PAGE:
Half My Life Ago

Do you ever think about the years gone by, the things that happened and how far you’ve come? Well, half my life ago I had just turned seventeen, it was two weeks before Christmas and I was homeless.

You see, my parents had split up the weekend before my GCSEs started the summer before and by the time I started college in September my relationship with my mother had reached breaking point. I was juggling college with a part time job in Woolworths and time with my boyfriend and I just didn’t spend much time at home at all. I didn’t want to – without my dad there it just wasn’t a happy place.

But my mum didn’t like me being in contact with my dad – he wasn’t biologically my dad and even after being in my life since I was two she found his continued presence in my life after their separation really hard to deal with and gave me an ultimatum.

That day in December 2001 I had to choose between staying at home and cutting contact with my dad, or leaving home and maintaining a relationship with him.

That isn’t an easy choice for any child and so it didn’t really feel like a choice at all. So I found myself in my boyfriend’s spare room until I went to Dublin with him and his family for Christmas. It was the loneliest Christmas I have ever had, my first one away from my family home and my first one with separated parents and I knew when I got on the flight back home that I couldn’t stay at my boyfriend’s house anymore, his parents didn’t want it to be a long term solution and so I had to move on.

But where could I go? My dad was living in his parent’s spare room and I didn’t really have any other family to turn to. So I ended up sleeping on friends’ floors for a few weeks whilst still trying to juggle college and work. It got to a point where I just couldn’t go on.

The council wouldn’t help me as I wasn’t a child in their eyes, I was in the 16-18 limbo that thankfully doesn’t exist anymore. So I gave up college and I started working full time, at the same time renting a room in a house that I stayed in until I’d met Dave and we bought our house together in 2006.

Half my life ago I was a mess. I didn’t know how life would turn out. My family had shattered, most of my friends I left behind when I had to leave college and I was thrown into this adult world of working full time and paying rent that I couldn’t really afford.

Looking back I wish my childhood had lasted longer – that I’d had those carefree college years of going out, going on holidays with friends and just enjoying myself. But instead I started to build foundations for my future, moving from Woolworths to the world of banking a couple of years later and taking steps up the corporate ladder.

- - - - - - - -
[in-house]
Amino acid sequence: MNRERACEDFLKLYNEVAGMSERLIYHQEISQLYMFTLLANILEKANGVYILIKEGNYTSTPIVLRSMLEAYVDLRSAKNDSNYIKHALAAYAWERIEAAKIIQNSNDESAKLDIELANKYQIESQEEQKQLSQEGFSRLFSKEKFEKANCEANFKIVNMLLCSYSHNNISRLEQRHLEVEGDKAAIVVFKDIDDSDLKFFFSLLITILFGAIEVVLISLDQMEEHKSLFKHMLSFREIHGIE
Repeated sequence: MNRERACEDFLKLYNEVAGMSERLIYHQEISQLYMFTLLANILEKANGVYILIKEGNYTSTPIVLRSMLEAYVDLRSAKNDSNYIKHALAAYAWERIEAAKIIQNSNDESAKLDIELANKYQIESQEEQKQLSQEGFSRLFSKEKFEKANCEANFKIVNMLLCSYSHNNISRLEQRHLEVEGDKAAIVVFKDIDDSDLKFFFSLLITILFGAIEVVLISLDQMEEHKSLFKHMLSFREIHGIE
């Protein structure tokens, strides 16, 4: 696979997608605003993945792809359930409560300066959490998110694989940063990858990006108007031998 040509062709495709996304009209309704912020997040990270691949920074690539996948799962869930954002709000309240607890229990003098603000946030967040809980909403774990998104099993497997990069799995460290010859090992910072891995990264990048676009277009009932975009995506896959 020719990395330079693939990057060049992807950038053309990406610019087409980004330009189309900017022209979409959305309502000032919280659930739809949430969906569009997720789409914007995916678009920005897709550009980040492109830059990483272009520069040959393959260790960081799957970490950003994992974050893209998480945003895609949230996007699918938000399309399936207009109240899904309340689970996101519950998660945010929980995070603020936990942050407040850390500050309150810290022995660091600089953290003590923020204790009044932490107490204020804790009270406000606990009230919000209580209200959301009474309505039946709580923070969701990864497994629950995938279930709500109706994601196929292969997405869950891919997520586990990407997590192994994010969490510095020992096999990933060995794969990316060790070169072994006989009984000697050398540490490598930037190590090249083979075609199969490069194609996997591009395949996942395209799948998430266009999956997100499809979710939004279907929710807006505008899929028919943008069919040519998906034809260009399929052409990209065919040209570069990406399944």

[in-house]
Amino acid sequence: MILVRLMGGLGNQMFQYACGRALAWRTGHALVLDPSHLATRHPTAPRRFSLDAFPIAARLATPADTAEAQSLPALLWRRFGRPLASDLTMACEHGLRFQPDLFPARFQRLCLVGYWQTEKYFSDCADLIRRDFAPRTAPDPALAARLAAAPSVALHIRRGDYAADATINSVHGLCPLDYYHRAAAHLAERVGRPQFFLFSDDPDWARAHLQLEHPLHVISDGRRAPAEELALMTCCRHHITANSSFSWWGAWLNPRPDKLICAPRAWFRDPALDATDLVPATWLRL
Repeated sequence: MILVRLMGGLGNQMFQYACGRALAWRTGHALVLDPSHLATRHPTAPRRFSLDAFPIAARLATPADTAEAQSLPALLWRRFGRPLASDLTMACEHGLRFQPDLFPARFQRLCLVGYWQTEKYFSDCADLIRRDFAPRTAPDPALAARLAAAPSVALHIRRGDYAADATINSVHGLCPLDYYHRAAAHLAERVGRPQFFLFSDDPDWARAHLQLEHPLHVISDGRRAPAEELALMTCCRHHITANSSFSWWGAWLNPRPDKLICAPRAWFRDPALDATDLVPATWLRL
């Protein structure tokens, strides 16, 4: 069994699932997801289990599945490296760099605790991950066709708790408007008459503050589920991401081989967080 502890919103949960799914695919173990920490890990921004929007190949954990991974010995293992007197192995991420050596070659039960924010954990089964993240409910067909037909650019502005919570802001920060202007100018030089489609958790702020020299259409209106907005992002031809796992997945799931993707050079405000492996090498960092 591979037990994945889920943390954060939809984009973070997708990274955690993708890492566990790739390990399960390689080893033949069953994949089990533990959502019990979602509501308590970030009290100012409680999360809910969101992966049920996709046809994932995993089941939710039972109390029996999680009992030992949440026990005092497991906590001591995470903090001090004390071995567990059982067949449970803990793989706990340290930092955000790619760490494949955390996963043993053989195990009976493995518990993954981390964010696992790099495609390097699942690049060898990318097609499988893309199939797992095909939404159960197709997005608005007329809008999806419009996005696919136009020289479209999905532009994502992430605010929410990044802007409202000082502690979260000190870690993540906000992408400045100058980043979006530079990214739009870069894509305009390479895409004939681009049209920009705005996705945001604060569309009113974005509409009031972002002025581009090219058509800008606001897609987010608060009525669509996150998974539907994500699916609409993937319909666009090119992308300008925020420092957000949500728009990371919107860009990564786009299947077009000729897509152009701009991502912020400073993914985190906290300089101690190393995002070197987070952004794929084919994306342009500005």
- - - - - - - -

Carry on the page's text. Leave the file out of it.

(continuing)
My childhood ended half my life ago but my life also really began back then too – with so many downs before life started to come back up again. I’m not going to lie – it was a really, incredibly hard time between moving out of home and meeting Dave eighteen long months later. But it’s a time that I learnt from. It helped shape parts of me and it taught me so much. It taught me how little money I could really live on, how far you could stretch money if you needed to and how little food you could exist on. I wouldn’t recognise that 17 year old me if I met her now. Her life was one long day stretched into the next, existing but not living and I was so empty inside.

I’m not writing this as a woe is me post. I am writing this to look back and see how far I have come. Looking back at half my life ago it hardly feels like that was my life at all – I feel so far removed from it and it feels almost like it were someone else living those years.

Looking back I know that given that impossible choice all those years ago I made the right impossible decision and that, despite everything, life has turned out better than I could have ever hoped. If I have taken anything from that time, all those years ago, it’s that I don’t want my children to grow up so soon, so quickly, so suddenly. I want them to go to college or university if they want to. I want them to build lasting friendships and I want them to experience some of life’s freedom before they get tied down to paying bills, rent or a mortgage. All of that really doesn’t need to start at seventeen.

I’m in a good place now. I have a solid home life, two great kids and a job that I could never even have dreamed of back then. But, half my life ago the future was bleak and I think it’s grounding to take a step back every so often, look at your journey and appreciate where life has taken you. Even now life isn’t all rosy. There are tough times – but nowhere near as tough as the times I’ve had. I think my seventeen year old self would be proud of the life I have carved and I need to thank that girl for going through what she did to bring us out the other side. We didn’t do too badly.

Half My Life Ago


  • Donna Wishart

    Donna Wishart is married to Dave and they have two children, Athena (12) and Troy (11). They live in Surrey with their two cats, Fred and George. Once a Bank Manager, Donna has been writing about everything from family finance to days out, travel and her favourite recipes since 2012. Donna is happiest either exploring somewhere new, with her camera in her hand and family by her side or snuggled up with a cat on her lap, reading a book and enjoying a nice cup of tea. She firmly believes that tea and cake can fix most things.

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